Habitat piles

Habitat piles have become an excuse for lazy forestry practice and most importantly a health hazard in the woods

by Michael Smith (Veshengro), RFA, EcoFor

I know that habitat piles, themselves, sound like a disease but it is not, though they can be a pain in the posterior of the professional forester and the agriculturalist concerned with healthy trees.

The idea of the habitat piles, leaving forest debris in the woods, came from misguided environmentalists and the practice was forced upon woodland managers, foresters and those responsible for woodlands in parks by said misguided people. They claimed and still claim that such piles are good for the environment and wildlife. The fact, however, is that neither is the case.

Habitat piles are not only not all that beneficial to the environment and wildlife, they are in fact a threat to the woods and to the global climate.

In the first instance, the threat to the woods, they are, as said, a hazard to tree health, as they harbor all kinds of dangerous pathogens and also dangerous fungi that attack standing living trees.

In the second case the fact that the wood in those so-called habitat piles decays and by doing so releases two greenhouse gases of which one if CO2 and the other methane. The latter is a gas that is reckoned to be many times more dangerous to the climate than is even CO2 and this is where the piles again are not beneficial at all.

Therefore the habit of habitat piles – pardon the slight pun – should be ceased forthwith, and the the Forestry Commission also appears to agree with this and appears to, in fact, call for the very cessation of this practice. This cannot come soon enough and a great majority of the not too old piles should be removed as well before they do any more damage.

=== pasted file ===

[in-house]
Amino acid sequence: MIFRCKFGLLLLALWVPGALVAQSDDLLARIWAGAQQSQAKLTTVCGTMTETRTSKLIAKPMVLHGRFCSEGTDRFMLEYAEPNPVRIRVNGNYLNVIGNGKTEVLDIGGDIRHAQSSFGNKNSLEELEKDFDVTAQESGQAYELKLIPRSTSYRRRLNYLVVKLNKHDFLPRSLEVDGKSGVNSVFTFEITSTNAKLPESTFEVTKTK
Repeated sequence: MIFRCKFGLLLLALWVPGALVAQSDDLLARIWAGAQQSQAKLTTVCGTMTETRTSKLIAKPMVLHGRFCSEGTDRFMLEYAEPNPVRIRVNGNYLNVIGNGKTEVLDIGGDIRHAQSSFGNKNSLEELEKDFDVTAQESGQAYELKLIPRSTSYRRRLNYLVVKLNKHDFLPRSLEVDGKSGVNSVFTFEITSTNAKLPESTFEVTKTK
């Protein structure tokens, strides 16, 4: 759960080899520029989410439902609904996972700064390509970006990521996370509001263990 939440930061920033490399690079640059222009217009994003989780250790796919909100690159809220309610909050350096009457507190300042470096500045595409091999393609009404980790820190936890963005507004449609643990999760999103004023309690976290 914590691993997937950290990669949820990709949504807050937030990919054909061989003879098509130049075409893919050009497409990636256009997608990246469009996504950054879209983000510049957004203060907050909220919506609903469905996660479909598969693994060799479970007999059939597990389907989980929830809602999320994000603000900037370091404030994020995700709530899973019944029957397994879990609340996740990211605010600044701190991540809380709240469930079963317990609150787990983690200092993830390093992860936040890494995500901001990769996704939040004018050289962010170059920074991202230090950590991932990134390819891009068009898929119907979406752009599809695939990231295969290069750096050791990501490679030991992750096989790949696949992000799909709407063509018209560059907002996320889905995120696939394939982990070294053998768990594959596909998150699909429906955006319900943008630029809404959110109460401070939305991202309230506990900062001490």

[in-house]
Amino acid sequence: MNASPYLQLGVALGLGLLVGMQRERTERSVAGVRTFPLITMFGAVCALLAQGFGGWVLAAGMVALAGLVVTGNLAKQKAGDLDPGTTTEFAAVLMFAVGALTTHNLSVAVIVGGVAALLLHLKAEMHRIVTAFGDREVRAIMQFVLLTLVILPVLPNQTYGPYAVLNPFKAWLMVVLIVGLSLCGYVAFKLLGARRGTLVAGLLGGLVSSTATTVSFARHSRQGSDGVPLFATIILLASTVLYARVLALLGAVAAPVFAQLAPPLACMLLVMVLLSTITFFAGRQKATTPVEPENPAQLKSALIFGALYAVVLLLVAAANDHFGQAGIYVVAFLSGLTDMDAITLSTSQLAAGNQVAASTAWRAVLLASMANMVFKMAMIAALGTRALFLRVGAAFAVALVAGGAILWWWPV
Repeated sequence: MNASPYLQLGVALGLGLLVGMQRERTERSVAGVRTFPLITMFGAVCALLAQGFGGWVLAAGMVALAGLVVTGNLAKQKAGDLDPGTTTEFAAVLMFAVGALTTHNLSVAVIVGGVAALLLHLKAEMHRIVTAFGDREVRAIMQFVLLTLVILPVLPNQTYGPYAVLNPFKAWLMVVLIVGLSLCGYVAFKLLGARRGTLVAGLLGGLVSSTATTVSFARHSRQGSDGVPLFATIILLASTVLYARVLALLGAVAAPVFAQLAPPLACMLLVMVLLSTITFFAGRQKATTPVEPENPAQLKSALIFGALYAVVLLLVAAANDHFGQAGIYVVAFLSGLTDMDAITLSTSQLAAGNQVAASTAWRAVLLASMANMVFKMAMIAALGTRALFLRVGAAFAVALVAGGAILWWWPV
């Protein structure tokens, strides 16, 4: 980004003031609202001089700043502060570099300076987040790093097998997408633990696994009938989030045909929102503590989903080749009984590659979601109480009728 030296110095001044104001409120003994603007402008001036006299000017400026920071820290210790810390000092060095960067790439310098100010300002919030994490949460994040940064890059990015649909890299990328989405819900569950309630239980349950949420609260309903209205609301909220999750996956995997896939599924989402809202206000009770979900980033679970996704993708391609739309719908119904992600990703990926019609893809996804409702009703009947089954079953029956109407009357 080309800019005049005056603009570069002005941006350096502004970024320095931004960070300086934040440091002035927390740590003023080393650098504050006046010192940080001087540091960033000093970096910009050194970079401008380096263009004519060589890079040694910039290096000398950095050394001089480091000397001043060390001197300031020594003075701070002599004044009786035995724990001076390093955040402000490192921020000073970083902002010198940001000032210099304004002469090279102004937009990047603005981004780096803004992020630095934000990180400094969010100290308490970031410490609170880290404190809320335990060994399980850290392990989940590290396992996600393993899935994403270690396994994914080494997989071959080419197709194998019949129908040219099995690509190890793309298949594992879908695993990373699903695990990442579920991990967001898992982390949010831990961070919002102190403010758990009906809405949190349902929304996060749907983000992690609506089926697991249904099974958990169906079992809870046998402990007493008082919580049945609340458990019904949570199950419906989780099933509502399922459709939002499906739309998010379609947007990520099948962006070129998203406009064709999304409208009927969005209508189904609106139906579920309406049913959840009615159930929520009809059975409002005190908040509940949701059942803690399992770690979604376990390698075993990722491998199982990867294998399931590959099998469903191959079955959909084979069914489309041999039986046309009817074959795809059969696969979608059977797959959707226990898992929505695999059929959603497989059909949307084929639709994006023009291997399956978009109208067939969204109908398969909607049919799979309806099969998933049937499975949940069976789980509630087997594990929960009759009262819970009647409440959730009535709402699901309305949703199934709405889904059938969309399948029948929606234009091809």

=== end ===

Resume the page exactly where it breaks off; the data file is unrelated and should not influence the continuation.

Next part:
However, this practice has now become widespread even among woodsmen and foresters believing, having been more or less brainwashed, that they do good for the environment, in that they leave almost every pile of branches as habitat piles. It is so much easier also rather than having to burn the stuff or do anything else with them and it amounts to nothing more now as lazy forestry practice in the guise of environmentalism.

Properly created habitat piles are of use but not the heaps of branches thrown higgledy-piggledy together and left in the woods. They should be created with care and ideally be logs set into the ground in a fashion. All else is just a pretense and rubbish, and also, as said, lazy woodland- and forestry management practice.

In years past, before the idea of habitat piles, woodlands and forests generally had a “clean floor” policy, which means that all debris from thinning and felling was either burned on site or made use of in one way or the other.

Very little in the way of debris and even fallen dead branches were left laying. Fallen branches belonged to the estovers who had the right to collect firewood, including by hook and by crook, from woods and commons. Still, however, the woods thrived and so did the wildlife, from invertebrates to fungi and everything in between.

In those days of old when there was the “clean floor” policy there were also fewer diseases in the woodlands and forests that there are today. Could this, just maybe, have something to do with that practice?

© 2013